Ireland could do a lot more to save Ukrainian lives

Her editorial “The western powers must do everything they can Ukraine‘ (Irish Independent, 12 April), Ireland should also be asked.

s I write Russian Forces regroup for a full-scale attack on south-eastern Ukraine. Every week, Ukraine begs the West for arms so that they have some hope of withstanding this murderous onslaught.

But what can Ireland do? Ireland has hundreds of unused anti-tank missiles sitting unintentionally in a warehouse at Curragh Camp.

These guns just sit and gather dust until their warranty expires, and then they’re shredded to scrap.

Think about it. Instead of doing what we can to help Ukraine, the government hides behind the cowardice of its precious “traditional policy of military neutrality” of sitting on its hands and doing nothing.

The Irish people should be angry that the government is not sending arms, which they are not even using to help Ukraine, whose brave people are dying by the thousands defending our freedom and democracy so we don’t have to.

Instead, the government intends to scrap them just to prove to Ukraine and the world that defending our precious neutrality is more honorable than saving Ukrainian lives.

Jason Fitzharris, Swords, Co Dublin

It won’t be great isolation for the ordinary Russian

Wladimir Putinreferring to the current sanctions, mentioned that Russia sent the first human, Yuri Gagarin, into space during the Soviet period of political isolation.

I’m sure ‘ordinary’ Russians were impressed as they stood frozen in long lines to get bread. The billionaires bake themselves in every respect.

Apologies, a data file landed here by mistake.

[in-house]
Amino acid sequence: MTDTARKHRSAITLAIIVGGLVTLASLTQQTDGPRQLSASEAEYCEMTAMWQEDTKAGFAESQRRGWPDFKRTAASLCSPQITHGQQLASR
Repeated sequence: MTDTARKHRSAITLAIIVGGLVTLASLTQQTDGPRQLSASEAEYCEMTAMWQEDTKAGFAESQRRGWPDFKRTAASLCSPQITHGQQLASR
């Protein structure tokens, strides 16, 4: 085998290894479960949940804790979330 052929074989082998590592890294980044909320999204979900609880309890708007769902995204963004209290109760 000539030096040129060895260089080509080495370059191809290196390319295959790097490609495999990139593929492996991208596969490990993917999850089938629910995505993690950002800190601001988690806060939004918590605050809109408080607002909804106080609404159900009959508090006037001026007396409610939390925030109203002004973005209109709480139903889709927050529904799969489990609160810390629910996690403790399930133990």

Eugene Tannam, Firhouse, Dublin 24

We get crumbs when bills, rent, and childcare costs skyrocket

The government will not limit the cost of living in this country, and the paltry €200 rebates and 20 percent reduction in fares will not give people much in return.

In energy bills from this month, a series of hikes will add to the burden on hard-hit customers, with Bord Gáis, Electric Ireland, Energia, SSE Airtricity and Flogas all set to raise their prices in the coming weeks. The carbon tax is also set to rise thanks to the so-called Greens, not to mention the outrageous rents for houses and apartments and the cost of childcare.

The prices are all above the European average. It is becoming increasingly difficult for the public to keep their heads above water.

The government needs to find solutions to fix all of this. That’s what they get paid for.

Noel Harrington, Kinsale, Co. Cork

Johnson should go for lying and bad handling of Covid

British Prime Minister Boris Johnson lied and should go. Tens of thousands died during the Covid-19 pandemic due to his poor crisis management.

Paul Doran, Dublin

Tax times – and we know who gets stuck on the bill

Ian O’Doherty is spot on again with his assessment of government action to offset the cost of living crisis, including the carbon tax.

It’s confusing, but I’m sure the taxpayer will have to pay them back long after this government leaves – just like we did with the bank bailout. Anyone remember this?

Tom Mitchell, Loughrea, County Galway

€3 million over 10 years? Watt a waste of public funds

Following the Tony Holohan debacle, we have now been informed that the proposed secondment of Dr. Holohan on a professorship at Trinity College would have cost taxpayers €2 million over 10 years.

So why the 10 years? Apparently to exaggerate the case, not to support it.

OK? Good enough, but if we get into that sort of argument, let’s consider that Secretary-General of the Health Department Robert Watt, who makes a salary of €294,920 a year, is costing the taxpayer nearly €3 million over 10 years.

Brendan Casserly, Bishopstown, Cork

It’s now a slippery slope for oil and alcohol consumers

In view of the increased alcohol and petrol prices, the times of good oiling are over.

Tom Gilsenan, Beaumont, Dublin 9 Ireland could do a lot more to save Ukrainian lives

Fry Electronics Team

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